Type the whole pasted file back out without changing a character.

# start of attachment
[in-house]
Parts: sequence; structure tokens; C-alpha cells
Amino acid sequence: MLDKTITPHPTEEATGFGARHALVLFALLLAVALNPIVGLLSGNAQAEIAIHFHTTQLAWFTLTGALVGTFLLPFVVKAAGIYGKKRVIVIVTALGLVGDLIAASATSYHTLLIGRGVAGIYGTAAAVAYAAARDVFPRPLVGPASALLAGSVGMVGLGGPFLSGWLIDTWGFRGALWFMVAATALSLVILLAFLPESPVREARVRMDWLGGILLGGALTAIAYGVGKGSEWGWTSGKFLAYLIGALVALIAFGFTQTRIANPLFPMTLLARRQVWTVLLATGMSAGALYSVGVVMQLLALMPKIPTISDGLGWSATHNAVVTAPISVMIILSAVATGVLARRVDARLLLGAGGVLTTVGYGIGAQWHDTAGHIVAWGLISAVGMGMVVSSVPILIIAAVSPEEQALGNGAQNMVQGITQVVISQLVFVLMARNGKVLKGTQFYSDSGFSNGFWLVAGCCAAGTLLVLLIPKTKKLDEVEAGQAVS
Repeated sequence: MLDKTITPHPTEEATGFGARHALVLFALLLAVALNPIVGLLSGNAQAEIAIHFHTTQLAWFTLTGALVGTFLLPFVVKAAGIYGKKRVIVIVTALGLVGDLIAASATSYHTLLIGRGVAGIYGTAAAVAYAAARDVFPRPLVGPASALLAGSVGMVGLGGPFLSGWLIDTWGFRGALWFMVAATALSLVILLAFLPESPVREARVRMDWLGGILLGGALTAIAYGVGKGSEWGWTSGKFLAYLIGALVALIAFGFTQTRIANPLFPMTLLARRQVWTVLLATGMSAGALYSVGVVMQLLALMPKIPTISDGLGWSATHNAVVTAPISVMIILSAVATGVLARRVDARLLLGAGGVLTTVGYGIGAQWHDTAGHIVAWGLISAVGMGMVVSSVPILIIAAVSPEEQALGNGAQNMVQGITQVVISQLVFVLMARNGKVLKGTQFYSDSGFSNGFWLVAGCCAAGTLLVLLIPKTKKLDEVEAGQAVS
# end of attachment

[in-house]
Parts: sequence; structure tokens; C-alpha cells
Amino acid sequence: MLDKTITPHPTEEATGFGARHALVLFALLLAVALNPIVGLLSGNAQAEIAIHFHTTQLAWFTLTGALVGTFLLPFVVKAAGIYGKKRVIVIVTALGLVGDLIAASATSYHTLLIGRGVAGIYGTAAAVAYAAARDVFPRPLVGPASALLAGSVGMVGLGGPFLSGWLIDTWGFRGALWFMVAATALSLVILLAFLPESPVREARVRMDWLGGILLGGALTAIAYGVGKGSEWGWTSGKFLAYLIGALVALIAFGFTQTRIANPLFPMTLLARRQVWTVLLATGMSAGALYSVGVVMQLLALMPKIPTISDGLGWSATHNAVVTAPISVMIILSAVATGVLARRVDARLLLGAGGVLTTVGYGIGAQWHDTAGHIVAWGLISAVGMGMVVSSVPILIIAAVSPEEQALGNGAQNMVQGITQVVISQLVFVLMARNGKVLKGTQFYSDSGFSNGFWLVAGCCAAGTLLVLLIPKTKKLDEVEAGQAVS
Repeated sequence: MLDKTITPHPTEEATGFGARHALVLFALLLAVALNPIVGLLSGNAQAEIAIHFHTTQLAWFTLTGALVGTFLLPFVVKAAGIYGKKRVIVIVTALGLVGDLIAASATSYHTLLIGRGVAGIYGTAAAVAYAAARDVFPRPLVGPASALLAGSVGMVGLGGPFLSGWLIDTWGFRGALWFMVAATALSLVILLAFLPESPVREARVRMDWLGGILLGGALTAIAYGVGKGSEWGWTSGKFLAYLIGALVALIAFGFTQTRIANPLFPMTLLARRQVWTVLLATGMSAGALYSVGVVMQLLALMPKIPTISDGLGWSATHNAVVTAPISVMIILSAVATGVLARRVDARLLLGAGGVLTTVGYGIGAQWHDTAGHIVAWGLISAVGMGMVVSSVPILIIAAVSPEEQALGNGAQNMVQGITQVVISQLVFVLMARNGKVLKGTQFYSDSGFSNGFWLVAGCCAAGTLLVLLIPKTKKLDEVEAGQAVS